The definition of what kind of information can be shared is too broad. It says information that one department determines might be relevant to the jurisdiction — they might be guessing about that — and the responsibilities of one of the recipient departments, or of 17 of the recipient departments. "Relevant" is awfully wide, extremely wide. In fact, the word that has been proposed by the Privacy Commissioner, who was also an excellent witness, is "necessary." The information should be necessary. The point he makes in his presentation is this: Applying a relevant standard, because it exposes the personal information of everyone, would contribute greatly to a society where national security agencies would have virtually limitless powers to monitor and profile ordinary Canadians. Do you know what this sounds like? This sounds like gun control on steroids.
The fact is that they will have broad powers to look at information because that information has to be relevant. It doesn't have to be necessary to the work and jurisdiction of the recipient group, or proportional to that. There is no real limit to what the information can be used for once it is shared. There is nothing to stop, ultimately, it would seem, or I haven't been convinced, another Maher Arar case. There are no limits to how long the information could be kept and no specification of how that information will be properly destroyed in a timely fashion.
There is a definitional problem with information that can be shared. It would be information related to an activity that undermines the security of Canada, which would include, among other things, interference with the Government of Canada in relation to the economic or financial stability of Canada. Well, that's a very broad indication of what might be relevant information. You can begin to see why it is that Aboriginal groups and environmental groups are very concerned. For example, say they set up a camp, as is done sometimes in the North, across a pipeline, or inhibit the building of a pipeline because they feel differently about the pipeline than the government does. At what point does that stop being advocacy and start being terrorism if they happen to damage something in the process of doing that?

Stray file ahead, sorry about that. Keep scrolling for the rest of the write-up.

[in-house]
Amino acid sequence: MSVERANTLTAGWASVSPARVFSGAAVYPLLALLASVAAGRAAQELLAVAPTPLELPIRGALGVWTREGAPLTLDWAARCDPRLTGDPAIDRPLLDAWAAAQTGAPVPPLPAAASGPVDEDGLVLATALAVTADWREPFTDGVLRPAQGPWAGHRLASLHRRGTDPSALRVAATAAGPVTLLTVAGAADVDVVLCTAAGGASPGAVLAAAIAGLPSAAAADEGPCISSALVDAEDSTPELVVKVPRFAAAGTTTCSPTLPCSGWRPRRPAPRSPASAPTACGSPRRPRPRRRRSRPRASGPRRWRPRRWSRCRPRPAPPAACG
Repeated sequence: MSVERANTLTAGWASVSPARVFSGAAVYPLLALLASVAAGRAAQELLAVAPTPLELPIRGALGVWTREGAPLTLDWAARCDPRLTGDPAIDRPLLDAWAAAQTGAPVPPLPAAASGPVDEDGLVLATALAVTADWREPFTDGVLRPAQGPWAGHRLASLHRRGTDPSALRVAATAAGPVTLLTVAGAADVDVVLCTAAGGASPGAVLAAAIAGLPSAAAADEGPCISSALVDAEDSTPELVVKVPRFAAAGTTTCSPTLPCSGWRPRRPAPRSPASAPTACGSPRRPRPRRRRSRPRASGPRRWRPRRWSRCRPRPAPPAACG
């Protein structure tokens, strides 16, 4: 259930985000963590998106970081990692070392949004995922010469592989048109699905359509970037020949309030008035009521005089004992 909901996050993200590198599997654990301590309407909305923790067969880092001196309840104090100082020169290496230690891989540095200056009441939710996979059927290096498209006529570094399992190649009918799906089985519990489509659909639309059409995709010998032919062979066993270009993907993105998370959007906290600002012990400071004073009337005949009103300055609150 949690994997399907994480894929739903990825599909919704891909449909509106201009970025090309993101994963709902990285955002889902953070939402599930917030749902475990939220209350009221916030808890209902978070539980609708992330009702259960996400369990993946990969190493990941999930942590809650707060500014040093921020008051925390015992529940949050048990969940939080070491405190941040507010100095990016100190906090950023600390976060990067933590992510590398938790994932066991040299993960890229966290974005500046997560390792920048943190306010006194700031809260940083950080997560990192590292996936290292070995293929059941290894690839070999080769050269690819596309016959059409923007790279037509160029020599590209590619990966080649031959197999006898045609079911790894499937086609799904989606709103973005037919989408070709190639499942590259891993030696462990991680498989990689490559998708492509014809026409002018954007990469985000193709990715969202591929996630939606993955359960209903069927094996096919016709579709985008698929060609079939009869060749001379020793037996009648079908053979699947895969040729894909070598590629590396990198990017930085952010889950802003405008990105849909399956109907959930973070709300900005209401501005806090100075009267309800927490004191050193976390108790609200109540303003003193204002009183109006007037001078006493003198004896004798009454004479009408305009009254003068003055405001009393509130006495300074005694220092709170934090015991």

There is also a very subtle but nonetheless disturbing change of the standard term, "designated taxpayer information," which currently is what is allowed to be shared by CRA in limited cases. "Designated" has been dropped, so now what can be shared is "taxpayer information." How much more broad is that? What's to stop the CRA from running a metadata kind of program to determine who is giving what amounts of money to which charities that somehow somebody in CRA might think is of relevance to CSIS, and all of a sudden CSIS has taxpayer information on a variety of charities and charitable givers with no strings attached. They can use it however they want.
You could imagine a case. On the weekend, and I know this was purely anecdotal, there was a demonstration, and now it has been reported that one of the RCMP members said to one of the demonstrators, "You're not a citizen right now, not while you're demonstrating." All of a sudden, there is a tension between a demonstrator and an RCMP officer. That's written up in a report, with names attached to it, and that's shared because it looks relevant to CSIS. CSIS finds out that that demonstrator was up north living in a camp that crossed a pipeline, and now you have an 18-year old or a 17-year-old with a file being built that could begin to change their life and change it way into the future.
There is no ability for the one group, SIRC, which supervises CSIS, to follow a thread of information. They can look at what information is being used in CSIS but, if that information is passed to CRA or CBSA or some other group, they don't have the power to follow that. That, of course, means that they can't adequately review in the way that the government might argue or consider that they could.
So there is much danger for privacy. Part 2 is the no-fly list. This list, in and of itself, is a good idea. But if you're on that no-fly list and you want to get off it because there has been a mistake then you will have real trouble. You can appeal it to the courts but the judge may base a decision on that appeal on information and other evidence even if the summary of that information and evidence is not provided to the appellant. Has it been provided to the appellant? So the appellant may not ever find out why that they have been put on the list. If they go to the courts, it is under no obligation, if secrecy concerns are involved, to tell them. The judge can rule on that.